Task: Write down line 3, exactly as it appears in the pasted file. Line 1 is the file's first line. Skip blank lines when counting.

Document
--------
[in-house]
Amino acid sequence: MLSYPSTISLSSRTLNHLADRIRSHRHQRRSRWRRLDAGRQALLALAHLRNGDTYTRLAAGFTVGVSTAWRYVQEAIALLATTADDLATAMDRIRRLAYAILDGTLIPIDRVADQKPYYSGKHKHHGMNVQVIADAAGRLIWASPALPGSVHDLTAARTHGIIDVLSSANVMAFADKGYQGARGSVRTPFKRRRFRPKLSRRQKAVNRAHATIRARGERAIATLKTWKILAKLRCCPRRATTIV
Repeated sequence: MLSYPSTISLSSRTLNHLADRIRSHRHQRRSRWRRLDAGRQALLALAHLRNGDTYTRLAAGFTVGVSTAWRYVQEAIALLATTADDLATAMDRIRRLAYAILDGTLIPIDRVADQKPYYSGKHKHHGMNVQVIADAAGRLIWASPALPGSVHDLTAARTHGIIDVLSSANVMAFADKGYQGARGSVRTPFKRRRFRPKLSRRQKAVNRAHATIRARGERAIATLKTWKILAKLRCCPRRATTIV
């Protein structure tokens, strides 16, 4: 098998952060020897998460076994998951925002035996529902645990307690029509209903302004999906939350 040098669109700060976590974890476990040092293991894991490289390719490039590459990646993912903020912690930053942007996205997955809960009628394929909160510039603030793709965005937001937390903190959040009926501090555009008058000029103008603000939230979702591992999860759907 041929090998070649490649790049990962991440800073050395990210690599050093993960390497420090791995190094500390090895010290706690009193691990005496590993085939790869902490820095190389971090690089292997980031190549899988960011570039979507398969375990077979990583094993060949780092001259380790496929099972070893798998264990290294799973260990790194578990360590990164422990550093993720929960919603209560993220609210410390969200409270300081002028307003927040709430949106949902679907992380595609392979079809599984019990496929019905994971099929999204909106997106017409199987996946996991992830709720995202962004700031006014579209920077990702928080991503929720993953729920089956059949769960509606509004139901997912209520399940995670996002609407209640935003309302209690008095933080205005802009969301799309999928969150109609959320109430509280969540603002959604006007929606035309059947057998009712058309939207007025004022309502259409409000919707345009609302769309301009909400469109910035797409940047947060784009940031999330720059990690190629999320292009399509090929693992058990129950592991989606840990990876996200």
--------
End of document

Repeated sequence: MLSYPSTISLSSRTLNHLADRIRSHRHQRRSRWRRLDAGRQALLALAHLRNGDTYTRLAAGFTVGVSTAWRYVQEAIALLATTADDLATAMDRIRRLAYAILDGTLIPIDRVADQKPYYSGKHKHHGMNVQVIADAAGRLIWASPALPGSVHDLTAARTHGIIDVLSSANVMAFADKGYQGARGSVRTPFKRRRFRPKLSRRQKAVNRAHATIRARGERAIATLKTWKILAKLRCCPRRATTIV